Dubai: Every UAE resident maintains nearly two deposit accounts on average, according to a World Bank report released Thursday.
"There is a wide variation among countries in the region in terms of deposit account penetration, from 104 bank accounts per 1,000 adults in Yemen, to 1,751 bank accounts per 1,000 adults in the UAE," says the report, Financial Access 2010.
"Average deposit size per capita is much higher in Mena, at 260 per cent, than in developing and high-income countries."
In the Middle East and North Africa (Mena) there are 818 bank accounts per 1,000 adults, compared with 635 bank accounts per 1,000 adults in developing countries, the report said.
Mena had a lower median growth rate in the number of accounts per 1,000 adults, compared with both high-income and developing countries.
However, Morocco had a high positive growth rate at 8 per cent. Most deposits are held in commercial banks in all reporting Mena countries.
Last April 2,273,290 cheques were deposited in banks by customers, amounting to Dh84.2 billion, according to the UAE Central Bank.
During the first four months of 2010, the UAE banking system handled about 398,190 transactions worth Dh2.71 trillion, statistics show.
Yet access to capital remains out of reach to most bankable consumers, especially when they need it most.
Dr Eckart Woertz, Director of Economic Studies at the Gulf Research Centre, says, "Access to consumer credit was too easy during the boom. Mortgage finance on the other hand is hard to find in the UAE."
A large number of low-income expatriates had largely remained out of the banking system. That has changed with the introduction of the Wage Protection System (WPS), as their monthly salaries are channelled through the banks.
Dr Amjad Hussain, Professor of Economics at Al Ain University, said, "For a long time, the majority of UAE residents, especially the labour force, remained out of the banking system. However, now that they have been brought under the system, the banks could start meeting their financial needs.
"These low-income wage earners are now part of the banking network and their details are in the database. So, there is a credit history building up already that could help the banks decide on the loan amount and terms," he said.
The UAE banks could also extend micro-credit to support small businesses and entrepreneurship development, from which they have been shying away from.
"There is nothing that prevents the banks to extend micro-credit. The banks in the UAE could start offering micro-credit, if they believe in their potential," he said.
However, the local bankers will have to change conventional banking culture. "Conventional bank lending focuses on equity value, not the potential of borrowers. And most borrowers in the UAE would be foreigners," he said.
However, Dr Woertz feels, the banks should improve their services first.
"Overall there are many banks in the UAE, the problem is sometimes the service quality."
In Mena there are 201 bank loans per 1,000 adults compared with 245 bank loans per 1,000 adults in developing countries.
There is a wide variation among countries in the region in terms of loan account penetration, from 926 bank loans per 1,000 adults in Israel to only 8 bank loans per 1,000 adults in Yemen. Non-bank financial institutions (NBFIs) target lower income segments, but limited data do not allow for a comprehensive assessment of their role.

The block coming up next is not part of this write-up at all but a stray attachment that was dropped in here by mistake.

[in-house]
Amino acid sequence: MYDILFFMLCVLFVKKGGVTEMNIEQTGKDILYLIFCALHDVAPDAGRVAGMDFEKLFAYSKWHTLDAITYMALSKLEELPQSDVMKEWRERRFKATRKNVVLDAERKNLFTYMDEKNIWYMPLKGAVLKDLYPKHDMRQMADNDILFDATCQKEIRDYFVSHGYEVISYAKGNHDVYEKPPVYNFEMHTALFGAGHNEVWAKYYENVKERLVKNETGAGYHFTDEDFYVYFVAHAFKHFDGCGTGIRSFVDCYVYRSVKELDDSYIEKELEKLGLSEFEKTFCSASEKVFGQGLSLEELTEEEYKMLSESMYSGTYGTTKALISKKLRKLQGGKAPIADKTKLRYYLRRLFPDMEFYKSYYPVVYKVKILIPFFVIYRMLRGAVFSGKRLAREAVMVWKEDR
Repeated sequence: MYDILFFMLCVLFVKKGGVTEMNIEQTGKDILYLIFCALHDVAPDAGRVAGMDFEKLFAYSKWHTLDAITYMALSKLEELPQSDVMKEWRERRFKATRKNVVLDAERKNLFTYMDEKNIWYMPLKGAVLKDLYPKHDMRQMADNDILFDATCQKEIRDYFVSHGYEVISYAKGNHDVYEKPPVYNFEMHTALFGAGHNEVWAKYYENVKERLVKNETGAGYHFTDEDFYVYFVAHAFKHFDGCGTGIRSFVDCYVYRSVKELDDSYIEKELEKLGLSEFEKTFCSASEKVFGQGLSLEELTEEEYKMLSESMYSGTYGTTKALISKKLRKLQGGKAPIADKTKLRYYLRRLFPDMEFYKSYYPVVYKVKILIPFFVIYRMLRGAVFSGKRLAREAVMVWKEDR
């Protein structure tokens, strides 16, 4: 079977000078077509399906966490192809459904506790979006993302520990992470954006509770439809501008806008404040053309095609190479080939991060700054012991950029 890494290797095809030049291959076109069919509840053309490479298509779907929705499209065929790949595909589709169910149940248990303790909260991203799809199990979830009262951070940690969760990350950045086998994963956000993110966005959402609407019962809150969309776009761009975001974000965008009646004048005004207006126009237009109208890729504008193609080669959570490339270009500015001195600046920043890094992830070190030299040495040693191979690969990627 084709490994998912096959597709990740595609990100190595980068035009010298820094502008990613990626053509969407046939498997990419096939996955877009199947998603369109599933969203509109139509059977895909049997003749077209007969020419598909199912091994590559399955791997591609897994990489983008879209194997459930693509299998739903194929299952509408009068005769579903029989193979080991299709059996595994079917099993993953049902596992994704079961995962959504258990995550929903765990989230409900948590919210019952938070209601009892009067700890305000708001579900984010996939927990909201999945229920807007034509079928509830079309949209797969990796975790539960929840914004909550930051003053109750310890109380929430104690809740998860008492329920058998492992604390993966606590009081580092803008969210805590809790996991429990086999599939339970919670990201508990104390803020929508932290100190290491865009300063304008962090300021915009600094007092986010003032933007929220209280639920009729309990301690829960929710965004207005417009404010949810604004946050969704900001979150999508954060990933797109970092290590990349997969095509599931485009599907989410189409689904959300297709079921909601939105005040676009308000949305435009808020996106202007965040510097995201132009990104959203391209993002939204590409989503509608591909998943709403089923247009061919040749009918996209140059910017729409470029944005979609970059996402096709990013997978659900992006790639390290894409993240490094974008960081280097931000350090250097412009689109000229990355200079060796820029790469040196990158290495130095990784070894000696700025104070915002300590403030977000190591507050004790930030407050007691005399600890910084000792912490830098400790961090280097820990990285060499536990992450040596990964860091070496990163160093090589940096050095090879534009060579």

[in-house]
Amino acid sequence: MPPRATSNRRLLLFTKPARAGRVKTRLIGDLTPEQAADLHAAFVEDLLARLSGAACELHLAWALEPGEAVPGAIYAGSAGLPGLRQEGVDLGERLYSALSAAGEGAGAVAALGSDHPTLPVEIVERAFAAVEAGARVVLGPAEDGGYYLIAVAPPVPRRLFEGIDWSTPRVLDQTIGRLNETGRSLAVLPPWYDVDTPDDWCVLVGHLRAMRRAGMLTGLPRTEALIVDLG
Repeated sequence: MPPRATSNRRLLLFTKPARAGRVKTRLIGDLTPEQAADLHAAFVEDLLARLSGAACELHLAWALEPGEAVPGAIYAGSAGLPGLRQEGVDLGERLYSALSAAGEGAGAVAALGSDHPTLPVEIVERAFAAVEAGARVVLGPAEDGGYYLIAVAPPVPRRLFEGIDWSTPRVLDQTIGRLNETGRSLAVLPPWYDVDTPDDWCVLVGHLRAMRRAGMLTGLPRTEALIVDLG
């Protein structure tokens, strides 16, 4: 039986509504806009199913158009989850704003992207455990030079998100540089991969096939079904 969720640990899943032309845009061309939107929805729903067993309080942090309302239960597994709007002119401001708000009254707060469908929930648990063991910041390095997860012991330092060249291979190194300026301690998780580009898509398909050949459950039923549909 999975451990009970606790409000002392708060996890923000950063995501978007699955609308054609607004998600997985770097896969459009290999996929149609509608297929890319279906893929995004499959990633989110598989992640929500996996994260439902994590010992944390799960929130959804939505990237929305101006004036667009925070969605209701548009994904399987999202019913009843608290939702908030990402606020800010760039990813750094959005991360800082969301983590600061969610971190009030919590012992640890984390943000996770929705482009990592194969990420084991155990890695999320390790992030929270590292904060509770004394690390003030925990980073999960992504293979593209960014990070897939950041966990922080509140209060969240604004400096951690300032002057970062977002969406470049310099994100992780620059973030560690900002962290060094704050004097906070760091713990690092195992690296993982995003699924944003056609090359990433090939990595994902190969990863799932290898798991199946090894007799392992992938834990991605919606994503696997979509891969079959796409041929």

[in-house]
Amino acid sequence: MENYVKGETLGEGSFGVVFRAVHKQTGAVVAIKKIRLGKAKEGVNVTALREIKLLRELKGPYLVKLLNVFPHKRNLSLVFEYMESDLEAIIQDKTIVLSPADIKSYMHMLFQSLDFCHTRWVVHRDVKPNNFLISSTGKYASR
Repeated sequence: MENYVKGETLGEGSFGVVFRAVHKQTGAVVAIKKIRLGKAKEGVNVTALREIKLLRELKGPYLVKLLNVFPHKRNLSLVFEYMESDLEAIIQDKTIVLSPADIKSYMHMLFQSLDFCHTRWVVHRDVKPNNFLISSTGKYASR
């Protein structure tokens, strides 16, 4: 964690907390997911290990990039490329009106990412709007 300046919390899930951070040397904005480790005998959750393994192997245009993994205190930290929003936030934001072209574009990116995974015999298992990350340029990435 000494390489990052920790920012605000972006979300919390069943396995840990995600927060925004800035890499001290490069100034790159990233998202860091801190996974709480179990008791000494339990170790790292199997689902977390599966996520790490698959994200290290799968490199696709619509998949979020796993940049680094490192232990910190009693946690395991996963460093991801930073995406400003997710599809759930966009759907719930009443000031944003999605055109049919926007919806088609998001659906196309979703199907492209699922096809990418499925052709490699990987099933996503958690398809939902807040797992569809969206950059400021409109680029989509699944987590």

The change in the number of accounts on average in Mena was 12 per cent, higher than the average increase in high-income countries. The number of loans per 1,000 adults rose the most in Lebanon at 13 per cent but fell in Israel by 2 per cent.
Consumer protection needed
Dubai: The recent financial crisis highlighted the importance of effective consumer protection and adequate levels of financial literacy for the sustainability of the entire financial system, the report says.
"Basic consumer protection requirements are on the books in most Mena countries. Eighty-three per cent of Mena countries (10/12) have laws and regulations addressing at least some aspects of financial consumer protection while 75 per cent have some sort of fair treatment legislation restricting unfair selling practices," it says.
On average, Mena countries require the most periodic disclosure requirements surveyed by Financial Access 2010 out of every region, tied with Latin America and the Caribbean.
Enforcement mechanisms are weaker than legislative requirements. Nine Mena countries require fin-ancial institutions to implement procedures for resolving customer complaints, and only six Mena countries have at least one dispute resolution mechanism.
Onsite inspection is the only compliance monitoring mechanism that exists in more than half of Mena countries, and issuing warnings to financial institutions and imposing fines are the only enforcement actions that are taken by regulators in more than half of Mena countries.
Institutional structures are the weakest. Two-thirds of Mena financial regulators who said they were responsible for some aspect of financial consumer protection have a dedicated unit to work on these issues.
The report shows promising trends, including the expansion of retail infrastructure and use of new technologies to deliver financial services cost effectively.
Globally, one bank branch, five ATMs, and 167 point-of-sale terminals were added per 100,000 adults in 2009.
For the first time, the number of ATMs exceeded the number of bank branches in low-income countries. But low- and middle-income countries still lag behind high-income countries in terms of physical outreach.
"New technologies such as mobile payments and internet banking are likely to further reinforce this shifting picture of financial inclusion," said Oya Pinar Ardic, an author of the report, Financial Access 2010.
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